Here you can see the leather hinge and (as per usual) my hardware improvisation.


Unfortunately I did not take a photo of the crucial step of drilling the holes for the two bolts that pass through both arms and the leather hinge. I employed insert nuts to anker the bolts. I used to struggle with these insert nuts. They never used to seat nice and straight. That is until I made this incredibly complex insert-nut-inserter. You screw the insert nut onto the device with enough of a leading section of threaded rod which keeps the nut lined up and launch it with your cordless drill.


So why the title “The Fountainhead”? I happened to listen to an audio recording of this classic 1943 novel while working on this project. At some stage I realised that the saw vise actually resembles the head of a fountain.

Warning: This post will now deteriorate into a pseudo-philosophical discussion of literature rather than woodwork. Please refrain from reading any further if you are allergic to such quasi-intellectual drivel.

The novel seems to be quite relevant to the sentiments expressed by many woodworkers that forms part of the resurgence in handcrafted furniture. There seems to be an underlying theme  that permeates through most of what is written online by the new generation of woodworkers. The theme can be seen as a reaction against consumerism (gone crazy), industrialisation and it’s decaying effect on quality. The Schwarz has in recent years linked it to American Anarchism.

Interestingly though, one of the main themes of the book is at odds with one of Christopher Schwarz’ ideas. He often argues that most designs that stood the test of time can probably not be improved on. I am particularly thinking of his ideas around workbench design. The main protagonist in the Fountainhead, Howard Roark challenges this idea with his approach to architecture. He is fiercely opposed to any form of copying. So it was with shock that I realised that I was pretty much copying Jason’s saw vise, which I usually do not like doing. Of course a workbench and a building is two different things, but it is interesting ideas to mull over on your journey towards your own philosophy. There are no rights and wrongs I am sure, just concepts to ponder over for woodworkers with a philosophical bent.

One more observation I made was extremely thought provoking. Probably the major theme portrayed through this story is that of individualism being more desirable than collectivism. According to the novel the individual should produce work that is true to themselves and original. They should not merely give the masses what they want, which is usually a slightly tweaked version of what has been done ad nauseum  in the past. What seems to betray this prime philosophical stance of the book, is the fact that in true American style it has a fairly happy ending. In other words, what the masses want.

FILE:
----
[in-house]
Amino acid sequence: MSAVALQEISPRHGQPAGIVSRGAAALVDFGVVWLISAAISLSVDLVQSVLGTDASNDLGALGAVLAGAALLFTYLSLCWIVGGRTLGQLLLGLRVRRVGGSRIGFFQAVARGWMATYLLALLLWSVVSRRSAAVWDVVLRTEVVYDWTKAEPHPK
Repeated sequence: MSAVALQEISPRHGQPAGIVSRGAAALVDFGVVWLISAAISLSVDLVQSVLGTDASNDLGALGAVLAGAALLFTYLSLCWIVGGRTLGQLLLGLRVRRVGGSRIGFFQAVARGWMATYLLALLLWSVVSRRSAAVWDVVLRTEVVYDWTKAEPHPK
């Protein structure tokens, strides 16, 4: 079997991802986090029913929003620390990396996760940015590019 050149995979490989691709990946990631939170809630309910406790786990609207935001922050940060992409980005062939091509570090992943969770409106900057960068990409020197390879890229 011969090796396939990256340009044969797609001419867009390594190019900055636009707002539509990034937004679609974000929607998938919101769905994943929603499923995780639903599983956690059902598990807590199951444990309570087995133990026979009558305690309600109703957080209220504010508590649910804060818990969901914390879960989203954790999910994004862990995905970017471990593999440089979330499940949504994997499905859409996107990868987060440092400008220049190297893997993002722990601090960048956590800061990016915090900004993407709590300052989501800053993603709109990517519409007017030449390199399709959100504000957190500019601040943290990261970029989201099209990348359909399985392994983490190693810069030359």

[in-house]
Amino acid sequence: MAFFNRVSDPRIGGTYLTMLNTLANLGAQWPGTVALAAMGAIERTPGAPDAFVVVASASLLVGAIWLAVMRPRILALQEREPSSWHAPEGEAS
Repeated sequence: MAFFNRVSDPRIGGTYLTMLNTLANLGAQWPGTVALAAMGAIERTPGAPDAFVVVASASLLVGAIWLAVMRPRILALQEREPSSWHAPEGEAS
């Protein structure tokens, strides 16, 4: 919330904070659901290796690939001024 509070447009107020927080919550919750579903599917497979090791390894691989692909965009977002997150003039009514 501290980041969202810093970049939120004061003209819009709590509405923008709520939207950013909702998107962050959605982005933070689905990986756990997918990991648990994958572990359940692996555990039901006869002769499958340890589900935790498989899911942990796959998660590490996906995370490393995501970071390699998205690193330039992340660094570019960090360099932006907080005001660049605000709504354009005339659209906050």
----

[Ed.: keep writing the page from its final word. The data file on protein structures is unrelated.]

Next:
Anyway, I think that any modern woodworker can benefit from reading this book. It will get you to think about and challenge your beliefs around design and woodworking in general.

I conclude this post with a picture of a Shaft-tailed Whydah (bottom) and a Redheaded Finch (top) that came to visit my shop this weekend. We will hopefully finish the project in part two.


Accurate sawing, off the grid – Miller’s Falls Langdon mitre box no. 75


It has been quite a few years now since becoming disillusioned with the DeWalt radial arm saw that used to belong to my father. I used to think that it is the best thing since cream cheese, but realise more and more as time went on how inaccurate  and dangerous the thing is. It takes ages of fiddling around and making copious test cuts to get it to saw square in two different planes. Then you might get two descent cuts and before you know it the blade grabs the stock and the setting is lost again. It also tends to burn the incredibly hard African timber I work with.

So I decided to look for an alternative solution. My research into the topic of mitre saw boxes confirmed that the Langdon ACME no. 75 would be my first choice. Some of the literature on the Old Tool Haven website suggests that “the Langdon Acme miter box represented the zenith of the Langdon Mitre Box Company’s achievements“.

After waiting patiently for the desired mitre box to become available, I finally bought a Langdon ACME from Jim Bode. Kathryn who is my usual contact person at Jim Bode Tools, was so kind as to send the Simonds saw (that came with it) to Mark Harrell at Bad Axe Tool Works for a sharpening. 

Mark had the following to say about the mitre box/saw combination: “NICE score on the Millers Falls No. 75 miter box setup. I have the exact same large miter box and saw here at the shop. The saw’s manufacture happened at some point BEFORE 1928, when Simonds abruptly ceased making hand and backsaws. There’s a bit of a mystery surrounding that, because they were competing quite nicely against Disston. My theory is some sort of dope deal transpired between the two manufacturers. I do know that of all Disston’s competitors (that they couldn’t either drive out of business or buy out), Simonds’ quality and marketing ran toe-to-toe against Disston. In any event, they quite surprisingly quit making hand and back saws in 1928—so, your saw pre-dates that.”